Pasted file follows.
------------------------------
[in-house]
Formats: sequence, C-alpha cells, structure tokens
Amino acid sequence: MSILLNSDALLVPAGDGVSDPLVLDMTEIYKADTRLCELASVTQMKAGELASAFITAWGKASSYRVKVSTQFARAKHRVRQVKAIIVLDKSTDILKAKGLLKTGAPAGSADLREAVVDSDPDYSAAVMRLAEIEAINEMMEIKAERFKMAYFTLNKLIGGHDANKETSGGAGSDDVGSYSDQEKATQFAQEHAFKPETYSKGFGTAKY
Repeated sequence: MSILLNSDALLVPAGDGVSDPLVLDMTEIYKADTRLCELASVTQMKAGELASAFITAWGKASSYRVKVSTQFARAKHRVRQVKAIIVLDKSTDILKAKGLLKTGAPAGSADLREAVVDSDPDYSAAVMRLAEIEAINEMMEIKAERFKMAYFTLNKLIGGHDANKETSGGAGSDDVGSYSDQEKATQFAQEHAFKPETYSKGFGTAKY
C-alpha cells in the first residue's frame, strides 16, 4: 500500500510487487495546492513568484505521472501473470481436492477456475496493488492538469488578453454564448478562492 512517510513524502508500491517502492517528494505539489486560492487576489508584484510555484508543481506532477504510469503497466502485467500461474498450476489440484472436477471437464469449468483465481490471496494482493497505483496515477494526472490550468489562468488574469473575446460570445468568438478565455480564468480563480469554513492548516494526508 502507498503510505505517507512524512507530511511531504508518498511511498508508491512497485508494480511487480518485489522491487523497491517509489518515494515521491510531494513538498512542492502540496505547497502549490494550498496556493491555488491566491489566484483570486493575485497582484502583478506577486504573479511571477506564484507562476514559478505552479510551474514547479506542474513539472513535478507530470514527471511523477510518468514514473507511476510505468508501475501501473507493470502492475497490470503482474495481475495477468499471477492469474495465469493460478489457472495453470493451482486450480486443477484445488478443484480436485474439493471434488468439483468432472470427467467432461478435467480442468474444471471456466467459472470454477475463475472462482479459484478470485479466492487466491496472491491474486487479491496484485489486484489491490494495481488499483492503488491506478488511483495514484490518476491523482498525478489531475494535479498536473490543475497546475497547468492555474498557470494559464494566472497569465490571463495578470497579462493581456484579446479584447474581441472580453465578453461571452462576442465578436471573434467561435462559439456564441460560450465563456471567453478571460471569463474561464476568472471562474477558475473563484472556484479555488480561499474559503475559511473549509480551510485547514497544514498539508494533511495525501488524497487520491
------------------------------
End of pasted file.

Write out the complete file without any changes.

[in-house]
Formats: sequence, C-alpha cells, structure tokens
Amino acid sequence: MSILLNSDALLVPAGDGVSDPLVLDMTEIYKADTRLCELASVTQMKAGELASAFITAWGKASSYRVKVSTQFARAKHRVRQVKAIIVLDKSTDILKAKGLLKTGAPAGSADLREAVVDSDPDYSAAVMRLAEIEAINEMMEIKAERFKMAYFTLNKLIGGHDANKETSGGAGSDDVGSYSDQEKATQFAQEHAFKPETYSKGFGTAKY
Repeated sequence: MSILLNSDALLVPAGDGVSDPLVLDMTEIYKADTRLCELASVTQMKAGELASAFITAWGKASSYRVKVSTQFARAKHRVRQVKAIIVLDKSTDILKAKGLLKTGAPAGSADLREAVVDSDPDYSAAVMRLAEIEAINEMMEIKAERFKMAYFTLNKLIGGHDANKETSGGAGSDDVGSYSDQEKATQFAQEHAFKPETYSKGFGTAKY
C-alpha cells in the first residue's frame, strides 16, 4: 500500500510487487495546492513568484505521472501473470481436492477456475496493488492538469488578453454564448478562492 512517510513524502508500491517502492517528494505539489486560492487576489508584484510555484508543481506532477504510469503497466502485467500461474498450476489440484472436477471437464469449468483465481490471496494482493497505483496515477494526472490550468489562468488574469473575446460570445468568438478565455480564468480563480469554513492548516494526508 502507498503510505505517507512524512507530511511531504508518498511511498508508491512497485508494480511487480518485489522491487523497491517509489518515494515521491510531494513538498512542492502540496505547497502549490494550498496556493491555488491566491489566484483570486493575485497582484502583478506577486504573479511571477506564484507562476514559478505552479510551474514547479506542474513539472513535478507530470514527471511523477510518468514514473507511476510505468508501475501501473507493470502492475497490470503482474495481475495477468499471477492469474495465469493460478489457472495453470493451482486450480486443477484445488478443484480436485474439493471434488468439483468432472470427467467432461478435467480442468474444471471456466467459472470454477475463475472462482479459484478470485479466492487466491496472491491474486487479491496484485489486484489491490494495481488499483492503488491506478488511483495514484490518476491523482498525478489531475494535479498536473490543475497546475497547468492555474498557470494559464494566472497569465490571463495578470497579462493581456484579446479584447474581441472580453465578453461571452462576442465578436471573434467561435462559439456564441460560450465563456471567453478571460471569463474561464476568472471562474477558475473563484472556484479555488480561499474559503475559511473549509480551510485547514497544514498539508494533511495525501488524497487520491